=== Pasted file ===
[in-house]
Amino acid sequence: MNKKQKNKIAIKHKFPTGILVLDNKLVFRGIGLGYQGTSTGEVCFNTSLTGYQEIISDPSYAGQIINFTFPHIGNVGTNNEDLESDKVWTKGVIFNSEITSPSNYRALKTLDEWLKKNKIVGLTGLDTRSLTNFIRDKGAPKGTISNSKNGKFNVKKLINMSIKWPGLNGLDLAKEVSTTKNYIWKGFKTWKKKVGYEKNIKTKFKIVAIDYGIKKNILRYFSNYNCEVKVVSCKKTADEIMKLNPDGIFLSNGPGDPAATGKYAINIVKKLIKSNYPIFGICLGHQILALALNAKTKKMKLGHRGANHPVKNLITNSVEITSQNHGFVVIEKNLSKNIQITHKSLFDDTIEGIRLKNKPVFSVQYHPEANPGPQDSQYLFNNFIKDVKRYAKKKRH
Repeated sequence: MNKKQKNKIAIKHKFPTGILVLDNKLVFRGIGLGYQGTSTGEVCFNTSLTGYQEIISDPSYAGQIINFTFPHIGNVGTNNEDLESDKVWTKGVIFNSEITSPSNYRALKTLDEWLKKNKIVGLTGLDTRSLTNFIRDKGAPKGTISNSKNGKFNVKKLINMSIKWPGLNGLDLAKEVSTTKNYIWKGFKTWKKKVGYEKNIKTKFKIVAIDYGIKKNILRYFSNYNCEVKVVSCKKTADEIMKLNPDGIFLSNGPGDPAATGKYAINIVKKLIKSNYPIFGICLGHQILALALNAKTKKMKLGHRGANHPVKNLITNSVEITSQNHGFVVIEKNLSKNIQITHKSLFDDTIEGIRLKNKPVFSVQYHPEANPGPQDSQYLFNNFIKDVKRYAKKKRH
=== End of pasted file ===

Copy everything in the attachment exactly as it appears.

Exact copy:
[in-house]
Amino acid sequence: MNKKQKNKIAIKHKFPTGILVLDNKLVFRGIGLGYQGTSTGEVCFNTSLTGYQEIISDPSYAGQIINFTFPHIGNVGTNNEDLESDKVWTKGVIFNSEITSPSNYRALKTLDEWLKKNKIVGLTGLDTRSLTNFIRDKGAPKGTISNSKNGKFNVKKLINMSIKWPGLNGLDLAKEVSTTKNYIWKGFKTWKKKVGYEKNIKTKFKIVAIDYGIKKNILRYFSNYNCEVKVVSCKKTADEIMKLNPDGIFLSNGPGDPAATGKYAINIVKKLIKSNYPIFGICLGHQILALALNAKTKKMKLGHRGANHPVKNLITNSVEITSQNHGFVVIEKNLSKNIQITHKSLFDDTIEGIRLKNKPVFSVQYHPEANPGPQDSQYLFNNFIKDVKRYAKKKRH
Repeated sequence: MNKKQKNKIAIKHKFPTGILVLDNKLVFRGIGLGYQGTSTGEVCFNTSLTGYQEIISDPSYAGQIINFTFPHIGNVGTNNEDLESDKVWTKGVIFNSEITSPSNYRALKTLDEWLKKNKIVGLTGLDTRSLTNFIRDKGAPKGTISNSKNGKFNVKKLINMSIKWPGLNGLDLAKEVSTTKNYIWKGFKTWKKKVGYEKNIKTKFKIVAIDYGIKKNILRYFSNYNCEVKVVSCKKTADEIMKLNPDGIFLSNGPGDPAATGKYAINIVKKLIKSNYPIFGICLGHQILALALNAKTKKMKLGHRGANHPVKNLITNSVEITSQNHGFVVIEKNLSKNIQITHKSLFDDTIEGIRLKNKPVFSVQYHPEANPGPQDSQYLFNNFIKDVKRYAKKKRH